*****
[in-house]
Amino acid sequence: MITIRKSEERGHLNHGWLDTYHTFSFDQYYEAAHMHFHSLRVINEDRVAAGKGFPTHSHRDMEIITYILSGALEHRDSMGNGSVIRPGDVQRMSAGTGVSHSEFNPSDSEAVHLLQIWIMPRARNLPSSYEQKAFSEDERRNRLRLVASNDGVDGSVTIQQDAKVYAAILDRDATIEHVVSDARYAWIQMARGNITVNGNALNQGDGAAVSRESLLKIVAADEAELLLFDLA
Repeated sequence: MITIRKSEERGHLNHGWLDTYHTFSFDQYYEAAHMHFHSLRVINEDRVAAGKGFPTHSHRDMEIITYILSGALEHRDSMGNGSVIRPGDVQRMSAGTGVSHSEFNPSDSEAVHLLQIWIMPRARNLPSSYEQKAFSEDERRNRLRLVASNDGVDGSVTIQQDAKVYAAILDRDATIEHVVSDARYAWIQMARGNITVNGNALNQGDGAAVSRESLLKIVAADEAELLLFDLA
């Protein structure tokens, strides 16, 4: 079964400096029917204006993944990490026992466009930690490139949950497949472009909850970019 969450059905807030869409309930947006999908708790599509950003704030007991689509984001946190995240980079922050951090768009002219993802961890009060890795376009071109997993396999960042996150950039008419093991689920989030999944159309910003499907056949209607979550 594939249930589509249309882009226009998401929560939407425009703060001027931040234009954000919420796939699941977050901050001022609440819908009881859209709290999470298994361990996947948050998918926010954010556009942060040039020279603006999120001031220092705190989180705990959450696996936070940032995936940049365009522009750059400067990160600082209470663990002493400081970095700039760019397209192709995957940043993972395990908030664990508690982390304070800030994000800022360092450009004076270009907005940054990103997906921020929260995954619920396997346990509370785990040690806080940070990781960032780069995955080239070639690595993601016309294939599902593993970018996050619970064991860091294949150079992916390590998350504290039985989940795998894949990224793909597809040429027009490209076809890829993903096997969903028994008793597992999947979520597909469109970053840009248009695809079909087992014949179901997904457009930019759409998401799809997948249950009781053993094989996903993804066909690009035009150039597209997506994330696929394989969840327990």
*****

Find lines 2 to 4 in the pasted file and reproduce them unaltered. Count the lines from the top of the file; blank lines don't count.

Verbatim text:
Amino acid sequence: MITIRKSEERGHLNHGWLDTYHTFSFDQYYEAAHMHFHSLRVINEDRVAAGKGFPTHSHRDMEIITYILSGALEHRDSMGNGSVIRPGDVQRMSAGTGVSHSEFNPSDSEAVHLLQIWIMPRARNLPSSYEQKAFSEDERRNRLRLVASNDGVDGSVTIQQDAKVYAAILDRDATIEHVVSDARYAWIQMARGNITVNGNALNQGDGAAVSRESLLKIVAADEAELLLFDLA
Repeated sequence: MITIRKSEERGHLNHGWLDTYHTFSFDQYYEAAHMHFHSLRVINEDRVAAGKGFPTHSHRDMEIITYILSGALEHRDSMGNGSVIRPGDVQRMSAGTGVSHSEFNPSDSEAVHLLQIWIMPRARNLPSSYEQKAFSEDERRNRLRLVASNDGVDGSVTIQQDAKVYAAILDRDATIEHVVSDARYAWIQMARGNITVNGNALNQGDGAAVSRESLLKIVAADEAELLLFDLA
């Protein structure tokens, strides 16, 4: 079964400096029917204006993944990490026992466009930690490139949950497949472009909850970019 969450059905807030869409309930947006999908708790599509950003704030007991689509984001946190995240980079922050951090768009002219993802961890009060890795376009071109997993396999960042996150950039008419093991689920989030999944159309910003499907056949209607979550 594939249930589509249309882009226009998401929560939407425009703060001027931040234009954000919420796939699941977050901050001022609440819908009881859209709290999470298994361990996947948050998918926010954010556009942060040039020279603006999120001031220092705190989180705990959450696996936070940032995936940049365009522009750059400067990160600082209470663990002493400081970095700039760019397209192709995957940043993972395990908030664990508690982390304070800030994000800022360092450009004076270009907005940054990103997906921020929260995954619920396997346990509370785990040690806080940070990781960032780069995955080239070639690595993601016309294939599902593993970018996050619970064991860091294949150079992916390590998350504290039985989940795998894949990224793909597809040429027009490209076809890829993903096997969903028994008793597992999947979520597909469109970053840009248009695809079909087992014949179901997904457009930019759409998401799809997948249950009781053993094989996903993804066909690009035009150039597209997506994330696929394989969840327990």